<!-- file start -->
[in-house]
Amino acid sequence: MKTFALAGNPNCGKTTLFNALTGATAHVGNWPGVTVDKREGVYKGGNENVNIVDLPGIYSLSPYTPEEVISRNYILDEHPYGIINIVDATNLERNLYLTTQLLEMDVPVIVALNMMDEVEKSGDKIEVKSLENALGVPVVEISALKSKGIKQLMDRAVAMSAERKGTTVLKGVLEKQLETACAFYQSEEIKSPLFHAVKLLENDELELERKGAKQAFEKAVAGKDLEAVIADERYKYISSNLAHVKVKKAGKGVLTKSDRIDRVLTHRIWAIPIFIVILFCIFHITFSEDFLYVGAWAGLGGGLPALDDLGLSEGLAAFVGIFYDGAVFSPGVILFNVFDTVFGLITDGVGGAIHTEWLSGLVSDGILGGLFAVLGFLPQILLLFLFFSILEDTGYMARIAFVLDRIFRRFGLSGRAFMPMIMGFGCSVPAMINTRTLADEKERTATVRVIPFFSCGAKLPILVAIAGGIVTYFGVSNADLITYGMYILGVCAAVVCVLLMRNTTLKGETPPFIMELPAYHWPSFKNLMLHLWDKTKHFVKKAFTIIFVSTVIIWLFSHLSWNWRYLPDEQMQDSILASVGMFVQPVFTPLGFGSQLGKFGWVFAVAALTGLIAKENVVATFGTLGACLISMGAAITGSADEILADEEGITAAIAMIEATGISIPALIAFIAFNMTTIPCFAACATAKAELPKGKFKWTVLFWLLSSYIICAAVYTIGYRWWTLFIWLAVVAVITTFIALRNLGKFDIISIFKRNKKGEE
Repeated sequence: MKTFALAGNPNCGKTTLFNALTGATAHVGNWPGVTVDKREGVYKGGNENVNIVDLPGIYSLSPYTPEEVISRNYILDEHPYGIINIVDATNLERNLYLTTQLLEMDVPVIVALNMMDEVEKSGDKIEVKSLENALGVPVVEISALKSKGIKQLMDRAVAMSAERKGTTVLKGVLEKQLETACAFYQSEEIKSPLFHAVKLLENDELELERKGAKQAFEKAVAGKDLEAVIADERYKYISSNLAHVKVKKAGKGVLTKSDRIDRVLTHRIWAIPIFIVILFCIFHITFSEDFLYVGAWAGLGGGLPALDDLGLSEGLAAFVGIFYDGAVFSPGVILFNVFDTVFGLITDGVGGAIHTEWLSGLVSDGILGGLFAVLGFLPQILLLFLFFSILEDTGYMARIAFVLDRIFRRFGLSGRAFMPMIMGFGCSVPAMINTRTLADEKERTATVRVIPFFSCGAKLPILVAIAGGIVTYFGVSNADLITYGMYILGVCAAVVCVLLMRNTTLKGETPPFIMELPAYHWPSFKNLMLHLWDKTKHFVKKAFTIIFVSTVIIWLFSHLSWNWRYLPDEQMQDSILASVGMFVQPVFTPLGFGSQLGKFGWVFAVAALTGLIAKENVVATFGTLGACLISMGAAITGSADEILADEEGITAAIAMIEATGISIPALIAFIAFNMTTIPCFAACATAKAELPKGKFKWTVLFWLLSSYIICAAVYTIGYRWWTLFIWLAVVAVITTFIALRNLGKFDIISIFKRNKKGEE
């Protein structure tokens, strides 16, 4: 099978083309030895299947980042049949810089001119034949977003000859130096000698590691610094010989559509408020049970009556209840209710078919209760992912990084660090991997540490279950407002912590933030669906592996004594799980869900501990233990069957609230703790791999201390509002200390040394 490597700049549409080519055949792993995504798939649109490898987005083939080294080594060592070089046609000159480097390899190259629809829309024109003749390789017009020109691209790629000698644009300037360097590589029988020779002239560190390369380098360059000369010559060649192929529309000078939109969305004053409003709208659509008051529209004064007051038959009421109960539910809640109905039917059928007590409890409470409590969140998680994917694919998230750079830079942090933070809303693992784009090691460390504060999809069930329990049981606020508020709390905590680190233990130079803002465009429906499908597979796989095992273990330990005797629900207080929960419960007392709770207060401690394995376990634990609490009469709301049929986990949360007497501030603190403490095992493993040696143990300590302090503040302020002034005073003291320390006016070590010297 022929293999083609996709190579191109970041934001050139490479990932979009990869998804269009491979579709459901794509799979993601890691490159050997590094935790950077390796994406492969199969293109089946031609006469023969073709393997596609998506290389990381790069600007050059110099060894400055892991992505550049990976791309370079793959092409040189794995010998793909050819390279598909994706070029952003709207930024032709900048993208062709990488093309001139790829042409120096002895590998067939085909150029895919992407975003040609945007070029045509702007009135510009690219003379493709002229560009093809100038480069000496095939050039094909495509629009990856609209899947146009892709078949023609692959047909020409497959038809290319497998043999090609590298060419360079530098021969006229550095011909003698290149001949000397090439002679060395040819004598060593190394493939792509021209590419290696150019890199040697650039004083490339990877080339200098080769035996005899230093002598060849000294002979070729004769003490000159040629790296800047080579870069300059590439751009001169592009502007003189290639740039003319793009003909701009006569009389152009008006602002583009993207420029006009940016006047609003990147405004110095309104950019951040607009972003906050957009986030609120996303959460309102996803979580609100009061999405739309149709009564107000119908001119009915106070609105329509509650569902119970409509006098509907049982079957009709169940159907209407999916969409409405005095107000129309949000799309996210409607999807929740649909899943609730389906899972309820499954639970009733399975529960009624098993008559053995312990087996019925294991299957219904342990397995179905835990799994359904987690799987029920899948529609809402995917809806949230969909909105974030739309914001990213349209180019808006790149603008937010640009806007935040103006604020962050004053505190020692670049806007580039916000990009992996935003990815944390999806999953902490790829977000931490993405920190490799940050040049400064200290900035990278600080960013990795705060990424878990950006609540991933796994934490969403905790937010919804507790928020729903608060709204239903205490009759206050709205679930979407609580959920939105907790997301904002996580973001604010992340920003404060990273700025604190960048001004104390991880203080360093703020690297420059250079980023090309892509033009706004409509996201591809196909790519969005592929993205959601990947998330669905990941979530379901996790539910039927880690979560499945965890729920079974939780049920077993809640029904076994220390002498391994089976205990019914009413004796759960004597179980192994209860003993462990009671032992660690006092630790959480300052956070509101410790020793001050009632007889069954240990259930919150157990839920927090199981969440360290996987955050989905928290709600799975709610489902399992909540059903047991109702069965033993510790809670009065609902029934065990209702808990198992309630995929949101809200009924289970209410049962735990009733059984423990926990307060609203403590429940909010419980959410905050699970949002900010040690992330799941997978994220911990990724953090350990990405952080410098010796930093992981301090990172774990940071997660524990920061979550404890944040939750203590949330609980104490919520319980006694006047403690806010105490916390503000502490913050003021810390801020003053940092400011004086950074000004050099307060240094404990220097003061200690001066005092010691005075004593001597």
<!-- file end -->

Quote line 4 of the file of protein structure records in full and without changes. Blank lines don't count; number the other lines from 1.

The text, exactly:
């Protein structure tokens, strides 16, 4: 099978083309030895299947980042049949810089001119034949977003000859130096000698590691610094010989559509408020049970009556209840209710078919209760992912990084660090991997540490279950407002912590933030669906592996004594799980869900501990233990069957609230703790791999201390509002200390040394 490597700049549409080519055949792993995504798939649109490898987005083939080294080594060592070089046609000159480097390899190259629809829309024109003749390789017009020109691209790629000698644009300037360097590589029988020779002239560190390369380098360059000369010559060649192929529309000078939109969305004053409003709208659509008051529209004064007051038959009421109960539910809640109905039917059928007590409890409470409590969140998680994917694919998230750079830079942090933070809303693992784009090691460390504060999809069930329990049981606020508020709390905590680190233990130079803002465009429906499908597979796989095992273990330990005797629900207080929960419960007392709770207060401690394995376990634990609490009469709301049929986990949360007497501030603190403490095992493993040696143990300590302090503040302020002034005073003291320390006016070590010297 022929293999083609996709190579191109970041934001050139490479990932979009990869998804269009491979579709459901794509799979993601890691490159050997590094935790950077390796994406492969199969293109089946031609006469023969073709393997596609998506290389990381790069600007050059110099060894400055892991992505550049990976791309370079793959092409040189794995010998793909050819390279598909994706070029952003709207930024032709900048993208062709990488093309001139790829042409120096002895590998067939085909150029895919992407975003040609945007070029045509702007009135510009690219003379493709002229560009093809100038480069000496095939050039094909495509629009990856609209899947146009892709078949023609692959047909020409497959038809290319497998043999090609590298060419360079530098021969006229550095011909003698290149001949000397090439002679060395040819004598060593190394493939792509021209590419290696150019890199040697650039004083490339990877080339200098080769035996005899230093002598060849000294002979070729004769003490000159040629790296800047080579870069300059590439751009001169592009502007003189290639740039003319793009003909701009006569009389152009008006602002583009993207420029006009940016006047609003990147405004110095309104950019951040607009972003906050957009986030609120996303959460309102996803979580609100009061999405739309149709009564107000119908001119009915106070609105329509509650569902119970409509006098509907049982079957009709169940159907209407999916969409409405005095107000129309949000799309996210409607999807929740649909899943609730389906899972309820499954639970009733399975529960009624098993008559053995312990087996019925294991299957219904342990397995179905835990799994359904987690799987029920899948529609809402995917809806949230969909909105974030739309914001990213349209180019808006790149603008937010640009806007935040103006604020962050004053505190020692670049806007580039916000990009992996935003990815944390999806999953902490790829977000931490993405920190490799940050040049400064200290900035990278600080960013990795705060990424878990950006609540991933796994934490969403905790937010919804507790928020729903608060709204239903205490009759206050709205679930979407609580959920939105907790997301904002996580973001604010992340920003404060990273700025604190960048001004104390991880203080360093703020690297420059250079980023090309892509033009706004409509996201591809196909790519969005592929993205959601990947998330669905990941979530379901996790539910039927880690979560499945965890729920079974939780049920077993809640029904076994220390002498391994089976205990019914009413004796759960004597179980192994209860003993462990009671032992660690006092630790959480300052956070509101410790020793001050009632007889069954240990259930919150157990839920927090199981969440360290996987955050989905928290709600799975709610489902399992909540059903047991109702069965033993510790809670009065609902029934065990209702808990198992309630995929949101809200009924289970209410049962735990009733059984423990926990307060609203403590429940909010419980959410905050699970949002900010040690992330799941997978994220911990990724953090350990990405952080410098010796930093992981301090990172774990940071997660524990920061979550404890944040939750203590949330609980104490919520319980006694006047403690806010105490916390503000502490913050003021810390801020003053940092400011004086950074000004050099307060240094404990220097003061200690001066005092010691005075004593001597």